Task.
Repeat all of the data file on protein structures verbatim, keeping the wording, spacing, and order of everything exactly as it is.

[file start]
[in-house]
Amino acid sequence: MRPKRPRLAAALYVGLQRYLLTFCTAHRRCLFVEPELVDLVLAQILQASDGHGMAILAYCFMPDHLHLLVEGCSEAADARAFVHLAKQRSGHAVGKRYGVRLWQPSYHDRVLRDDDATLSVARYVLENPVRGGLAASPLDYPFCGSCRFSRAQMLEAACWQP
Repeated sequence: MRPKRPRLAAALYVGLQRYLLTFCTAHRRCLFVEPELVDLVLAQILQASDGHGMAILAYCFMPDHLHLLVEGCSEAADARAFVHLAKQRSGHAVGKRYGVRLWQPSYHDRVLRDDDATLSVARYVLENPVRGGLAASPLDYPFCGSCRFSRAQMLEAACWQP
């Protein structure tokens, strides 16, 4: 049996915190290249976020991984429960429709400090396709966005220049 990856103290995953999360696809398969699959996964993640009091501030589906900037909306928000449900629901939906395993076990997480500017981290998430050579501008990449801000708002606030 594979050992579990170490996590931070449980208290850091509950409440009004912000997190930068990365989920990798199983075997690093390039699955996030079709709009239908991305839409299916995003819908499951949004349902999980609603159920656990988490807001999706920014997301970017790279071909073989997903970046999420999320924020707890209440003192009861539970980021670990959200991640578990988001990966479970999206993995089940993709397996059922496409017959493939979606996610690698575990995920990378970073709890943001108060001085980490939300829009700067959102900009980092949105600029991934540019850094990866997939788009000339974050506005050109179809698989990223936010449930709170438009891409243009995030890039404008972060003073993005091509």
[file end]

[in-house]
Amino acid sequence: MRPKRPRLAAALYVGLQRYLLTFCTAHRRCLFVEPELVDLVLAQILQASDGHGMAILAYCFMPDHLHLLVEGCSEAADARAFVHLAKQRSGHAVGKRYGVRLWQPSYHDRVLRDDDATLSVARYVLENPVRGGLAASPLDYPFCGSCRFSRAQMLEAACWQP
Repeated sequence: MRPKRPRLAAALYVGLQRYLLTFCTAHRRCLFVEPELVDLVLAQILQASDGHGMAILAYCFMPDHLHLLVEGCSEAADARAFVHLAKQRSGHAVGKRYGVRLWQPSYHDRVLRDDDATLSVARYVLENPVRGGLAASPLDYPFCGSCRFSRAQMLEAACWQP
């Protein structure tokens, strides 16, 4: 049996915190290249976020991984429960429709400090396709966005220049 990856103290995953999360696809398969699959996964993640009091501030589906900037909306928000449900629901939906395993076990997480500017981290998430050579501008990449801000708002606030 594979050992579990170490996590931070449980208290850091509950409440009004912000997190930068990365989920990798199983075997690093390039699955996030079709709009239908991305839409299916995003819908499951949004349902999980609603159920656990988490807001999706920014997301970017790279071909073989997903970046999420999320924020707890209440003192009861539970980021670990959200991640578990988001990966479970999206993995089940993709397996059922496409017959493939979606996610690698575990995920990378970073709890943001108060001085980490939300829009700067959102900009980092949105600029991934540019850094990866997939788009000339974050506005050109179809698989990223936010449930709170438009891409243009995030890039404008972060003073993005091509």